The 47 Ronin Story and The Joy Luck Club
Wednesday: September 29, 2010 1. Choose TWO prompts. 2. Create ONE quote sandwich for each prompt. Tuesday: October 5, 2010 1. Using the same TWO prompts create ONE new quote sandwich for each prompt. 2. You should have a TOTAL of two quote sandwiches for each prompt. Read pages 116-118 and 131 in A Pocket Style Manual. Keep this paper for future reference. Ingredients in a quote sandwich: Context: This is where you orient your audience to what is going on in the story at the time of the quote you are focusing on. When applicable, include who is saying or thinking the quote. Lead into the quote naturally. Do not write “The quote I chose to focus on is …” Quote: Be sure to choose a quote that is not simply stating a fact. Choose a quote that has lots of meaning – a quote that allows you (through your analysis) to show off your talents as reader. Analysis: Explain to your audience the significance of the quote. Consider things such as what the quote reveals about a character, how the quote related to the themes of the story, the connotations of specific words in the quote, etc. Make inferences! Assignment Directions: 1. Choose TWO of the following prompts to answer using your novel. 2. For each prompt, create ONE quote sandwich that could be used to answer the prompt. Each quote sandwich must use a different quote. Assignment Requirements: 1. Length: 1 paragraph 2. Format: Typed, double-spaced, 12 pt Times New Roman font, 1” margins 3. Include: MLA Heading Prompt: copy and paste from below Quote Sandwich Context Quote with citation Analysis! Analysis! Analysis! Works Cited Lee, Harper. To Kill a Mockingbird. New York: Penguin, 1953. Proofread: 1. Check for content: a. Are all the parts of the quote sandwich there? b. Is your analysis thoughtful and insightful? 2. Check for proper grammar, spelling, and word choice a. In each quote sandwich you should have at least THREE vocabulary words (units 1-3); highlight the vocabulary words b. In each quote sandwich, you should use at least THREE different types of phrases; highlight the phrases and identify the type of phrase i. Types of phrases: 1. Appositive 3. Prepositional 5. Participial 2. Infinitive 4. Gerund 3. Use a variety of sentence types (at least one of each); underline and identify the type of sentence i. Types of sentences: Simple 3. Compound 2. Complex 4. Compound-Complex 4. Write in the present tense. (“Oishi feels…” not “June Woo felt…”)
5. Names: use the names in the same way the author uses the names. 6. Check for the rules of formal writing: a. No contractions (they’re, she’s, it’s, couldn’t, wasn’t, etc.) b. No 1st or 2nd person pronouns (I, we, me, you, etc.) c. Formal tone (no slang, clichés, or usage of informal phrases)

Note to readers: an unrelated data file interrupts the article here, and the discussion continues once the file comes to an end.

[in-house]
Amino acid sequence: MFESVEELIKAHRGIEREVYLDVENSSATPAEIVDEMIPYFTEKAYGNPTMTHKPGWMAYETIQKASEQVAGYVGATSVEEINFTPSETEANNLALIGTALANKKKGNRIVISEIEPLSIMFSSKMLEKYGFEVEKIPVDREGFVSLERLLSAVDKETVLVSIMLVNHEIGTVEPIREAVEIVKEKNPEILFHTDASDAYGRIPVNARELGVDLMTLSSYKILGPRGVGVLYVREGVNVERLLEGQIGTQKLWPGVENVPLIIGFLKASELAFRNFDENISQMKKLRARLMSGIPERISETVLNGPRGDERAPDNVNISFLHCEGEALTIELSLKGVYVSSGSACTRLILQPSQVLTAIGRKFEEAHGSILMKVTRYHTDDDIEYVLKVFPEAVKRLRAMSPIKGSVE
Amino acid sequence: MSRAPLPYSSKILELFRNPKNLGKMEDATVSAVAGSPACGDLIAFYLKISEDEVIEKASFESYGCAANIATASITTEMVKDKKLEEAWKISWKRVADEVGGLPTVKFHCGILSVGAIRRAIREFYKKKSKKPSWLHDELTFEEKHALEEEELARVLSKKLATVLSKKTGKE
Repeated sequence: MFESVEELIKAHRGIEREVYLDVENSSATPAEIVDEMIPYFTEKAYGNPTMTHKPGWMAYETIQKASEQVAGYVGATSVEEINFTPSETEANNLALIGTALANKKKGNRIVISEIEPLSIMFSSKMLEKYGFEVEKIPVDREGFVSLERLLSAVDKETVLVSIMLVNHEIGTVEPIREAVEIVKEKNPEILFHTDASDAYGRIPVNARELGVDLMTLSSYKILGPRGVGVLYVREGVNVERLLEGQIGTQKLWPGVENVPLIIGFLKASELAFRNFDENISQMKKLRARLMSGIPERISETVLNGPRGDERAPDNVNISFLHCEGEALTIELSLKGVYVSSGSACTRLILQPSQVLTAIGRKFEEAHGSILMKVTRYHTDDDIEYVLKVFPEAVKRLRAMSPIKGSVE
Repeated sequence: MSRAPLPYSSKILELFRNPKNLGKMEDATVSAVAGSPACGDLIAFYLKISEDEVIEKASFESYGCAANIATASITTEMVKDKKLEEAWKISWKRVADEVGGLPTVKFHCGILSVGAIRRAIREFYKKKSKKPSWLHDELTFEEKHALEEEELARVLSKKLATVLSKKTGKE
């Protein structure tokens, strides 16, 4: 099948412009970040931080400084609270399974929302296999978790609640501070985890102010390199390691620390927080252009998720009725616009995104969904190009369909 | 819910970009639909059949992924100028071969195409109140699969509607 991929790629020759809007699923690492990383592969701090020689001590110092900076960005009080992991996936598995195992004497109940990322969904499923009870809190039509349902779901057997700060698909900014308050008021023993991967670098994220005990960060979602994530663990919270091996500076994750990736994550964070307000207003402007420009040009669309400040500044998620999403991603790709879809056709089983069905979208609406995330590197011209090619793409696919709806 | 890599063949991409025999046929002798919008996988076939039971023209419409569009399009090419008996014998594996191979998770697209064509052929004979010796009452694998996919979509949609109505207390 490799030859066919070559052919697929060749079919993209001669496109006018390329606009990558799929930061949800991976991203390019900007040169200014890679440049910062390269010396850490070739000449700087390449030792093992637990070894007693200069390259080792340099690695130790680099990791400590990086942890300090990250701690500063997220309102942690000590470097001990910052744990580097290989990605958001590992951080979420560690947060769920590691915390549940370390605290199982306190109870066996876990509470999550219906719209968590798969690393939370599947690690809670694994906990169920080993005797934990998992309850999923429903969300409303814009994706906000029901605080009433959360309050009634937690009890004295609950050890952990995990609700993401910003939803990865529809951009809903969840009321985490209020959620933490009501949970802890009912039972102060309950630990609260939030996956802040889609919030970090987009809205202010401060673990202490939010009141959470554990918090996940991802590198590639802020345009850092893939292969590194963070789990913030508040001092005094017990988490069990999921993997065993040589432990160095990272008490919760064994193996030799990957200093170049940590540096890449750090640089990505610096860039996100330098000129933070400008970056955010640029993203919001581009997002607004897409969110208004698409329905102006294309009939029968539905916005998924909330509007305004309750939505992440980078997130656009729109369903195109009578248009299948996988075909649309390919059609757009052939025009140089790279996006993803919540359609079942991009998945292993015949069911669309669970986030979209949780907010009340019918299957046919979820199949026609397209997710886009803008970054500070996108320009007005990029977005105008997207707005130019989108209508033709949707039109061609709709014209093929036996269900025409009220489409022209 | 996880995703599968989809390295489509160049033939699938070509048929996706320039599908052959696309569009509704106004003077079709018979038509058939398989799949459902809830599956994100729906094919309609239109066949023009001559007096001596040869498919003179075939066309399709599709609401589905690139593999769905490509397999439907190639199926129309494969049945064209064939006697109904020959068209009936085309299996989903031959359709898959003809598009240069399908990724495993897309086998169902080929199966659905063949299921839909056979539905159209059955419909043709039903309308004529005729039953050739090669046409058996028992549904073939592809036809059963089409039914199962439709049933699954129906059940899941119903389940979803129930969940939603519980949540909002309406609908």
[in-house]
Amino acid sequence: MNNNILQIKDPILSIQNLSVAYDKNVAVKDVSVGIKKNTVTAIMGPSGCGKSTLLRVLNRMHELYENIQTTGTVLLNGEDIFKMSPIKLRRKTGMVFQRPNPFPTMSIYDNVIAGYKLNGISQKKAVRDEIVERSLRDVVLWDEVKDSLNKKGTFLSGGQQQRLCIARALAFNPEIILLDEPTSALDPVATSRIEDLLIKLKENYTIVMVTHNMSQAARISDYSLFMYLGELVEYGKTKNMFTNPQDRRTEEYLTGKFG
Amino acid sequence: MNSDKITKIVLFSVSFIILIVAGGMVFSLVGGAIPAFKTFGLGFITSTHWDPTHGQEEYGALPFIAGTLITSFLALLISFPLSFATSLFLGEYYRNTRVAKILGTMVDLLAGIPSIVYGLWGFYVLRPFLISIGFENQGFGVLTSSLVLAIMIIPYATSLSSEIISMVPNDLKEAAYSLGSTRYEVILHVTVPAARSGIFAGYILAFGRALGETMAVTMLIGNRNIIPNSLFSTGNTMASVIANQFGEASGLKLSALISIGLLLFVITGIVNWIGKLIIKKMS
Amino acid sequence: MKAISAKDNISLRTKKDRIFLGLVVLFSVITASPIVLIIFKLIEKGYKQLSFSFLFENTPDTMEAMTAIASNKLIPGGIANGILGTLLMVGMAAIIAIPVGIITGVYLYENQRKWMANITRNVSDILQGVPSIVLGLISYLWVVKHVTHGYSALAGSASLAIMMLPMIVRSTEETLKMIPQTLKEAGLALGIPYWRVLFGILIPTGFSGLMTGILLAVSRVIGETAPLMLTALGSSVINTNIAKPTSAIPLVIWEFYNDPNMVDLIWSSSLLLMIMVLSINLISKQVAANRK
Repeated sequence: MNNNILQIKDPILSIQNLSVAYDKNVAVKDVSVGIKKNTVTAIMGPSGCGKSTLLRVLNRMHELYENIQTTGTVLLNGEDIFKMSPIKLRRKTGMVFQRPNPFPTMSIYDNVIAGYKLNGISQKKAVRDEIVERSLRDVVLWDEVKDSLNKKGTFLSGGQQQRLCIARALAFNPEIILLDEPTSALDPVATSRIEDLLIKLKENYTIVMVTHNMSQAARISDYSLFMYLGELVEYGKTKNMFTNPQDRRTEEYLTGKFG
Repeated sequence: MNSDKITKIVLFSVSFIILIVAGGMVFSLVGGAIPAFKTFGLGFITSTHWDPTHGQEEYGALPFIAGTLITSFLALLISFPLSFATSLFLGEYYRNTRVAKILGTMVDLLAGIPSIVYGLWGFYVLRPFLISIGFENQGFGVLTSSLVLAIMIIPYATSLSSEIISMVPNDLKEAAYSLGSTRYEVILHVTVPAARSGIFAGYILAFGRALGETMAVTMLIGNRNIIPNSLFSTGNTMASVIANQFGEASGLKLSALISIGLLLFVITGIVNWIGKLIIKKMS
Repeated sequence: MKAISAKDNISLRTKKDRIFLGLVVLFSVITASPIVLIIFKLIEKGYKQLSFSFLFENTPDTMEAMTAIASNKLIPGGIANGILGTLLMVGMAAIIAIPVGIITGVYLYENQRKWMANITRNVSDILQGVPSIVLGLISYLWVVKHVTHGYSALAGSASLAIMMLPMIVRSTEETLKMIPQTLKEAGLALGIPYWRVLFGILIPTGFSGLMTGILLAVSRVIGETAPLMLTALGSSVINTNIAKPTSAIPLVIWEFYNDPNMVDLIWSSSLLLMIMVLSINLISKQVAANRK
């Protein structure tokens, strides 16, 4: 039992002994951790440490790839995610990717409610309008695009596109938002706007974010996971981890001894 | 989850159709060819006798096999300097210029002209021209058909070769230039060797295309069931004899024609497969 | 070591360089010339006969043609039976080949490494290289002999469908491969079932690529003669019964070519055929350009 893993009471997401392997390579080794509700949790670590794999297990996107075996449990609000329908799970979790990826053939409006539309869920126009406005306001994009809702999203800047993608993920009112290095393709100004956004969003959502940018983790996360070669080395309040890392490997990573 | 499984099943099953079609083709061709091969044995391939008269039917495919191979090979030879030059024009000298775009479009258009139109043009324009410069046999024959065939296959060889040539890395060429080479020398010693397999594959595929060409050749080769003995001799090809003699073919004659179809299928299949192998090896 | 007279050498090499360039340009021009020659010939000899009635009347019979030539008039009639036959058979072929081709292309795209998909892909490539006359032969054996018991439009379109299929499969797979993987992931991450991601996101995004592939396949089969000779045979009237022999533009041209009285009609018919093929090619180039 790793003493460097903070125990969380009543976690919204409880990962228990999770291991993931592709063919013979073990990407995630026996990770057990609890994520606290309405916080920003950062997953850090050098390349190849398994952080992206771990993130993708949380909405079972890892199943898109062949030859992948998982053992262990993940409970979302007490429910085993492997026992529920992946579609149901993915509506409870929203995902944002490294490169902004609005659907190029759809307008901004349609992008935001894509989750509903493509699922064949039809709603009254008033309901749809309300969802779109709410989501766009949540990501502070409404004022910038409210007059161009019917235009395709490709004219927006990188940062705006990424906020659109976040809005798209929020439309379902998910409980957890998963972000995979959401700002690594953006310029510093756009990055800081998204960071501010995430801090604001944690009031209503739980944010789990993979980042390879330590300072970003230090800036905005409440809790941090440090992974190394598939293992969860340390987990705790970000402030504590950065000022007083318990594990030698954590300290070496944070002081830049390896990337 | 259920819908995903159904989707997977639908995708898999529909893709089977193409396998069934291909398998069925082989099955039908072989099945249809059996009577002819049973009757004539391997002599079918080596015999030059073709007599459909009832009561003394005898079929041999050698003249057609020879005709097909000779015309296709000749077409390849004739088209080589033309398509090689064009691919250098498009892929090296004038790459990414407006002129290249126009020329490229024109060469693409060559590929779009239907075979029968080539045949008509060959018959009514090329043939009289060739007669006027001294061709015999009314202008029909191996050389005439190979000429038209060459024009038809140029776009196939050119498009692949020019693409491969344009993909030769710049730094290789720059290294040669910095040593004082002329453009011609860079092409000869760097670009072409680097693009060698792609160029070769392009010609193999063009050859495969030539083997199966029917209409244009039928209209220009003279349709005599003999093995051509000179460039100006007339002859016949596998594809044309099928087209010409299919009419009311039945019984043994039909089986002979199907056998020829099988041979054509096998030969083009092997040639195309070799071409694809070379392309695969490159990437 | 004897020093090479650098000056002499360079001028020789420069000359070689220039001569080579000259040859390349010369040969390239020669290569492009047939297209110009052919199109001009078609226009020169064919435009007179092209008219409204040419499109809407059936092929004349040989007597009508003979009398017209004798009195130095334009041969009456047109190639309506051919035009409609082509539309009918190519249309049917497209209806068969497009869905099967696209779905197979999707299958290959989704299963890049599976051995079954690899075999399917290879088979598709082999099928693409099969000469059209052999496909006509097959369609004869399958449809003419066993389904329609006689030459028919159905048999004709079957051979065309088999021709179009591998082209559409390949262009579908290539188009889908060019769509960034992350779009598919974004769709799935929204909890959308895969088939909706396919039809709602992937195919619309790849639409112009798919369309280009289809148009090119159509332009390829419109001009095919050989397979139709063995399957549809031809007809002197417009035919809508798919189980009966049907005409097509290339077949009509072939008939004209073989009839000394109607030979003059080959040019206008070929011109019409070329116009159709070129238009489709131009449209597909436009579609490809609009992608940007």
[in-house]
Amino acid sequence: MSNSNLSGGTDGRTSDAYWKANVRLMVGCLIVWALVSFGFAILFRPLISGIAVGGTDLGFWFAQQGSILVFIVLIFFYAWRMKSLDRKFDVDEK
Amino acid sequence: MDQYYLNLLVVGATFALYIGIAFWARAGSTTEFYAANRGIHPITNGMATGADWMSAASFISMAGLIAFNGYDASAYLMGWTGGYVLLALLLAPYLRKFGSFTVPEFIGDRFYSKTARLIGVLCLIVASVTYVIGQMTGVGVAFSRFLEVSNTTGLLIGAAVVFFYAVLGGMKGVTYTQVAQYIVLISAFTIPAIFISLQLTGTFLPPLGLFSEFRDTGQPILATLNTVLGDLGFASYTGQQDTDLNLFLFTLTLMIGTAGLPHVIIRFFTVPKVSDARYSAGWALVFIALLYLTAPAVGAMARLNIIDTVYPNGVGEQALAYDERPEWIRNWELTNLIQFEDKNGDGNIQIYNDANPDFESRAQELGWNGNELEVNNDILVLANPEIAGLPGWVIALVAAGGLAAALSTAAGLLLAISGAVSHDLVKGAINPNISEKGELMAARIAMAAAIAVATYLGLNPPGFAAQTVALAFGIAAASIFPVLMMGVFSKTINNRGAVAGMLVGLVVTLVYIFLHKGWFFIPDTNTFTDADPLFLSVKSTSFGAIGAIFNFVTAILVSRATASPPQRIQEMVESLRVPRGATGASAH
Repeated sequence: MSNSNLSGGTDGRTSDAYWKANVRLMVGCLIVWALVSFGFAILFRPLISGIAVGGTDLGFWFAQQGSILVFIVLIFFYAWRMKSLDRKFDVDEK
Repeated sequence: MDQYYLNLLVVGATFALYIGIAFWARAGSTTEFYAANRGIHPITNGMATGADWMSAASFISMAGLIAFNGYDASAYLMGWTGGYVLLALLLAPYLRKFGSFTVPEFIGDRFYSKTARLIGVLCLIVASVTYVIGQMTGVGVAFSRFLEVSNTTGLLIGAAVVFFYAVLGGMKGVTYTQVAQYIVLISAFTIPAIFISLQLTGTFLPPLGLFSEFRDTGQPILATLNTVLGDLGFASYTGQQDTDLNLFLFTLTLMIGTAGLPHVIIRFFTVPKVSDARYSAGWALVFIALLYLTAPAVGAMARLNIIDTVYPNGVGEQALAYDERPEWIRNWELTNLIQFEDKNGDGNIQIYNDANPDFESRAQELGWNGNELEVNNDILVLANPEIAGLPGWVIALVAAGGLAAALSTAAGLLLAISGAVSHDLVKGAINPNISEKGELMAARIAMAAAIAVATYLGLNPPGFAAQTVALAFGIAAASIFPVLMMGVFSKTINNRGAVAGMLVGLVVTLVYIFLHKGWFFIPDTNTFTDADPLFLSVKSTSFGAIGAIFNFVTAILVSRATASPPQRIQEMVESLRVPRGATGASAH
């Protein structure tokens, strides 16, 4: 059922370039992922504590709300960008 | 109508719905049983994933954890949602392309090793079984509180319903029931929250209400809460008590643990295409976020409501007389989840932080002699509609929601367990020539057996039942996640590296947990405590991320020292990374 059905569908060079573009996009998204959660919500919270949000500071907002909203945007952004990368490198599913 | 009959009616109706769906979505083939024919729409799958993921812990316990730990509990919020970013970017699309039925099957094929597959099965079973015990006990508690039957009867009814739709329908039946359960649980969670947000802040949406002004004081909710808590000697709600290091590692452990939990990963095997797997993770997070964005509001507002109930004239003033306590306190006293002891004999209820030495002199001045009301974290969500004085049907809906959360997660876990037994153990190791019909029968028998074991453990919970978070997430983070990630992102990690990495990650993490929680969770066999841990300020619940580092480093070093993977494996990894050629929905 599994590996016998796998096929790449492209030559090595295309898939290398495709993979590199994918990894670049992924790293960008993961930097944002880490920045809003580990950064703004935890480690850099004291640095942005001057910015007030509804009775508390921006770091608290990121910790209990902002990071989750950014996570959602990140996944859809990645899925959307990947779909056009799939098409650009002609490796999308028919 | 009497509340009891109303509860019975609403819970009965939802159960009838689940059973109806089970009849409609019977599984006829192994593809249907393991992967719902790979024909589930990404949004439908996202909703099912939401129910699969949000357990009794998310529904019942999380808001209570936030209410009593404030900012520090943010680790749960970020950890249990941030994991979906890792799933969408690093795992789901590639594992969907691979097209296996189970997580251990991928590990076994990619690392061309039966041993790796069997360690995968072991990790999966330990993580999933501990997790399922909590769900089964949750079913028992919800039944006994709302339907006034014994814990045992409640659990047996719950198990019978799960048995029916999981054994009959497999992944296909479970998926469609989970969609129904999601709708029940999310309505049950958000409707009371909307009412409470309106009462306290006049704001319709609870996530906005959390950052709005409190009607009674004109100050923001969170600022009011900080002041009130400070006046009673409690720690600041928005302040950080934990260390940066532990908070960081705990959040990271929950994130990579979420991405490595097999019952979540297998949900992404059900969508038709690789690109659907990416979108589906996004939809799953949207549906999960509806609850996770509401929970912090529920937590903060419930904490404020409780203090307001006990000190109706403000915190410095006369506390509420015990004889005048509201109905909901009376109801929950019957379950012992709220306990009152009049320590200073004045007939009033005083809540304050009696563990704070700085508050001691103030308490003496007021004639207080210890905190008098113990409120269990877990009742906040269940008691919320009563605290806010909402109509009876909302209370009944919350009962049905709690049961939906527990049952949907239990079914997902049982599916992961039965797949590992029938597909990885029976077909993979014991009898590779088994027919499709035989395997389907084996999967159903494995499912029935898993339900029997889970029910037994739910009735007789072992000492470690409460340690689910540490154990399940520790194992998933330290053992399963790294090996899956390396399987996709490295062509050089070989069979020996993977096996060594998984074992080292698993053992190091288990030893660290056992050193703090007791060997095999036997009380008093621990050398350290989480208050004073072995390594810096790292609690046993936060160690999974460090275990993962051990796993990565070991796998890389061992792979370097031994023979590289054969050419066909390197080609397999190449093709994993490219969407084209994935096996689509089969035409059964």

Do not merely summarize the plot.
1. Choose a character from your novel and (a) briefly describe the standards of the fictional society in which the character exists and (b) show how the character is affected by and responds to those standards. 2. The conflict created when the will of an individual opposes the will of the majority is the recurring theme of many novels. Select a fictional character from your novel who is in opposition to his or her society. Analyze the conflict and discuss the moral and ethical implications for both the individual and the society. 3. A recurring theme in literature is the classic war between a passion and responsibility. For instance, a personal cause, a love, a desire for revenge, a determination to redress a wrong, or some other emotion or drive may conflict with moral duty. Choose a character who confronts the demands of a private passion that conflicts with his or her responsibilities. Clearly show the nature of the conflict, its effects upon the character, and its significance to the work. 4. Analyze the source(s) of a conflict between a parent and a son/daughter and explain how the conflict contributes to the meaning of the work. 5. Many plays and novels use contrasting places (for example, two countries, two cities or towns, two houses, or the land and the sea) to represent opposed forces or ideas that are central to the meaning of the work. Explain how two places within your novel differ, what each place represents, and how their contrast contributes to the meaning of the work. 6. Writers often highlight the values of a culture or a society by using characters who are alienated from that culture or society because of gender, race, class, creed, etc. Choose an alienated character from your novel and show how that character's alienation reveals the surrounding society's assumptions or moral values. 7. Novels and plays often depict characters caught between colliding cultures -- national, regional, ethnic, religious, institutional. Such collisions can call a character's sense of identity into question. Choose a character from your novel who is involved in a cultural collision and describe the character's response and explain its relevance to the work as a whole.
8. In many works of literature, a physical journey - the literal movement from one place to another plays a central role. Discuss how the physical journey in your book adds to the meaning of the work as a whole. 9. In many works of literature, past events can affect, positively or negatively, the present activities, attitudes, or values of a character. Choose a character from your novel who must contend with some aspect of the past, either personal or societal and show how the character's relationship to the past contributes to the meaning of the work as a whole.